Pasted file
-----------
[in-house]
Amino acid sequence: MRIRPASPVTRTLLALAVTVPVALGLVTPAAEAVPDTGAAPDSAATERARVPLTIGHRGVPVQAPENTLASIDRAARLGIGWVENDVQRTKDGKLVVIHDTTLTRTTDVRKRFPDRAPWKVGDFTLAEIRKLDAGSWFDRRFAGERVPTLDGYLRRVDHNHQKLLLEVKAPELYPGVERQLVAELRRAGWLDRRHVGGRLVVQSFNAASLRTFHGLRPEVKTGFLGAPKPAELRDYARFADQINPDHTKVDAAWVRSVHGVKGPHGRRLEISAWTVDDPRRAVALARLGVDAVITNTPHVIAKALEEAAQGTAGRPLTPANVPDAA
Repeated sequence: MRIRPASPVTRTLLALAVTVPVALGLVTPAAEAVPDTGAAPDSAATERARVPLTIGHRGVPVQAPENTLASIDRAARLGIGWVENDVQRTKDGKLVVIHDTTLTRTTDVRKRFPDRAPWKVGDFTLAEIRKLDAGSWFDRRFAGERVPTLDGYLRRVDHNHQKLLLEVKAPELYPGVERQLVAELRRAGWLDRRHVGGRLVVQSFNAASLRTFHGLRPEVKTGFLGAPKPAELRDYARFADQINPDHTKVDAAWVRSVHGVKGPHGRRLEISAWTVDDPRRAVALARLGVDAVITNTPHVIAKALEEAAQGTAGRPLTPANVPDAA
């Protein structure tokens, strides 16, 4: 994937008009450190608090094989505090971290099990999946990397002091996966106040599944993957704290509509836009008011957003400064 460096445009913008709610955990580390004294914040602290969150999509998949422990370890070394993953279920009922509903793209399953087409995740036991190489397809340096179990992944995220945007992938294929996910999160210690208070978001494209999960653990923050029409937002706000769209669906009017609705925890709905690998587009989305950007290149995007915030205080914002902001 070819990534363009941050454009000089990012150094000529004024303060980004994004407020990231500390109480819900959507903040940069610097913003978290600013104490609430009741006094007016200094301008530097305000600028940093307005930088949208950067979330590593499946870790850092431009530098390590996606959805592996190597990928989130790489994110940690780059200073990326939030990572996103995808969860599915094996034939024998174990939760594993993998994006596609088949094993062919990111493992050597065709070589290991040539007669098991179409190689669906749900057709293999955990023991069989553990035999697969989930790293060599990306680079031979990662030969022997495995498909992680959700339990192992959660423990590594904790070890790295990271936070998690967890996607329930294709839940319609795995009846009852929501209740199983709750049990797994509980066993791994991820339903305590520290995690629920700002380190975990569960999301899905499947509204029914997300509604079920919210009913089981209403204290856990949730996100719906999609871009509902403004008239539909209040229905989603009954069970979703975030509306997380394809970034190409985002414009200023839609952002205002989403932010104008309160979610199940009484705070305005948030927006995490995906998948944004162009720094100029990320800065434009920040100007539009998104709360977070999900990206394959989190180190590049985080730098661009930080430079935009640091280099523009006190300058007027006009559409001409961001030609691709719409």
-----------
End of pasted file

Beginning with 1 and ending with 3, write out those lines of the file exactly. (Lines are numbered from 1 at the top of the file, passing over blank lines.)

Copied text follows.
[in-house]
Amino acid sequence: MRIRPASPVTRTLLALAVTVPVALGLVTPAAEAVPDTGAAPDSAATERARVPLTIGHRGVPVQAPENTLASIDRAARLGIGWVENDVQRTKDGKLVVIHDTTLTRTTDVRKRFPDRAPWKVGDFTLAEIRKLDAGSWFDRRFAGERVPTLDGYLRRVDHNHQKLLLEVKAPELYPGVERQLVAELRRAGWLDRRHVGGRLVVQSFNAASLRTFHGLRPEVKTGFLGAPKPAELRDYARFADQINPDHTKVDAAWVRSVHGVKGPHGRRLEISAWTVDDPRRAVALARLGVDAVITNTPHVIAKALEEAAQGTAGRPLTPANVPDAA
Repeated sequence: MRIRPASPVTRTLLALAVTVPVALGLVTPAAEAVPDTGAAPDSAATERARVPLTIGHRGVPVQAPENTLASIDRAARLGIGWVENDVQRTKDGKLVVIHDTTLTRTTDVRKRFPDRAPWKVGDFTLAEIRKLDAGSWFDRRFAGERVPTLDGYLRRVDHNHQKLLLEVKAPELYPGVERQLVAELRRAGWLDRRHVGGRLVVQSFNAASLRTFHGLRPEVKTGFLGAPKPAELRDYARFADQINPDHTKVDAAWVRSVHGVKGPHGRRLEISAWTVDDPRRAVALARLGVDAVITNTPHVIAKALEEAAQGTAGRPLTPANVPDAA